Falling commodity prices: a buying opportunity?
Commodities are currently one of the most unpopular asset class among mainstream investors, and have been for some time.
Prices have fallen at unprecedented rates, with oil dropping 55 per cent this year alone. Two weeks ago, commodities indices hit their lowest point in 13 years. The aggregate Bloomberg Commodities Index is down over 60 per cent from its 2008 peak. Since March 2009, commodities have returned -15 per cent overall. In contrast, equities have returned 215 per cent and high yield bonds 150 per cent.
“There has been no place to hide – gold, energy, industrial metals, and even soft commodities have all been weak,” says Guy Stephens, managing director of wealth management firm, Rowan Dartington.
The reasons behind this are interconnected. Growth has slowed and demand weakened in many emerging markets, most of which are major commodities consumers. An existing excess in the oil supply is projected to increase further, as Iran has begun to produce again, leaving a glut of approximately 1.5 million barrels per day.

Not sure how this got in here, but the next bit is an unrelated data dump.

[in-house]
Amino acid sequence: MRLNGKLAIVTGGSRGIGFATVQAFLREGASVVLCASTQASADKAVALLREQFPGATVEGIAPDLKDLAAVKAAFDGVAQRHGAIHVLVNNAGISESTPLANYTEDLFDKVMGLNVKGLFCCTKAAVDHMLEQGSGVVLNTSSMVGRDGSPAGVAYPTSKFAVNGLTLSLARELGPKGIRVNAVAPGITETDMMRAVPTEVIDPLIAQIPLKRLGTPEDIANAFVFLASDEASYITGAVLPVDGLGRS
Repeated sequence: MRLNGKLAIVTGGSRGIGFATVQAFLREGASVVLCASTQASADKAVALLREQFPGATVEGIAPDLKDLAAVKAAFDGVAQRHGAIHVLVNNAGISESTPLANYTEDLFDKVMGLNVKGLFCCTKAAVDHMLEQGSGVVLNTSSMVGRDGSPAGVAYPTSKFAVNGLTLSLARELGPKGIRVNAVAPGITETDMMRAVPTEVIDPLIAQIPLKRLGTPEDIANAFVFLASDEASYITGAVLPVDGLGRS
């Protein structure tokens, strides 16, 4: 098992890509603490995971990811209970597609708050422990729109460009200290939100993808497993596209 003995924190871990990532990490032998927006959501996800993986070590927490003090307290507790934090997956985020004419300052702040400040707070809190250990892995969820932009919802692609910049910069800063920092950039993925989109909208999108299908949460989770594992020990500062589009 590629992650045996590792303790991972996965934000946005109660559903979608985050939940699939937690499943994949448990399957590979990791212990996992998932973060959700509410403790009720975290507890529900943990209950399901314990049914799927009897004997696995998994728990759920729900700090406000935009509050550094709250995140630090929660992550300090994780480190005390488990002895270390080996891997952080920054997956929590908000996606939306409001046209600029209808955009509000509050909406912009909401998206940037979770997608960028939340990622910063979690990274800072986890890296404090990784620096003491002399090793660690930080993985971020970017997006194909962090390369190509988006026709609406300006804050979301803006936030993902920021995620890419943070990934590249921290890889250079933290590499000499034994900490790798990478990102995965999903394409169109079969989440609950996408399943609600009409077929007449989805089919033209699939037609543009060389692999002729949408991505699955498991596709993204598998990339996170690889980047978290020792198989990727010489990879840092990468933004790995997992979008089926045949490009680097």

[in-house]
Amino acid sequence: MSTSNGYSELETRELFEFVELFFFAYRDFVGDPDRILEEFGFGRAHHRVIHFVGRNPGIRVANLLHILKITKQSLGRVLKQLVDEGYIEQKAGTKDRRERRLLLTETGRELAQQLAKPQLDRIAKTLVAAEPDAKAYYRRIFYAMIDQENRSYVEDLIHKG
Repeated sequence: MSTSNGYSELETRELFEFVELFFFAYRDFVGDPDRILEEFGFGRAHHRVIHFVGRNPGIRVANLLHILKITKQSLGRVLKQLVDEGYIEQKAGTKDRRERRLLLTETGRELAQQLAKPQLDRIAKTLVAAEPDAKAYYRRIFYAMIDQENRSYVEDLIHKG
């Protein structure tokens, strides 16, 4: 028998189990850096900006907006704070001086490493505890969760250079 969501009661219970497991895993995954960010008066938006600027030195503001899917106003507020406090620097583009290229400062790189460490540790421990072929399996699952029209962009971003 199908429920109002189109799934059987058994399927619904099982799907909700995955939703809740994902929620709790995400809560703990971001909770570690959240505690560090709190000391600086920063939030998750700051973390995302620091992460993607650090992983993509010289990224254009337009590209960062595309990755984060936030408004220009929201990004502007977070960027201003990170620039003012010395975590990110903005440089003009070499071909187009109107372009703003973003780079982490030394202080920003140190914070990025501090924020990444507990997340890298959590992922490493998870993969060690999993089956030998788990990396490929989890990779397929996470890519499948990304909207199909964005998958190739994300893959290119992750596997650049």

An anticipated Federal Reserve interest rate hike will make the US dollar more expensive. As the vast majority of commodities are denominated in dollars, they will become more expensive to purchase as a result. The devaluation of the yuan earlier this month also means China is exporting deflation abroad to commodity producers and exporters.
A contrarian prospect
Given this backdrop, a number of professional investors have suggested that commodities could be a buying opportunity.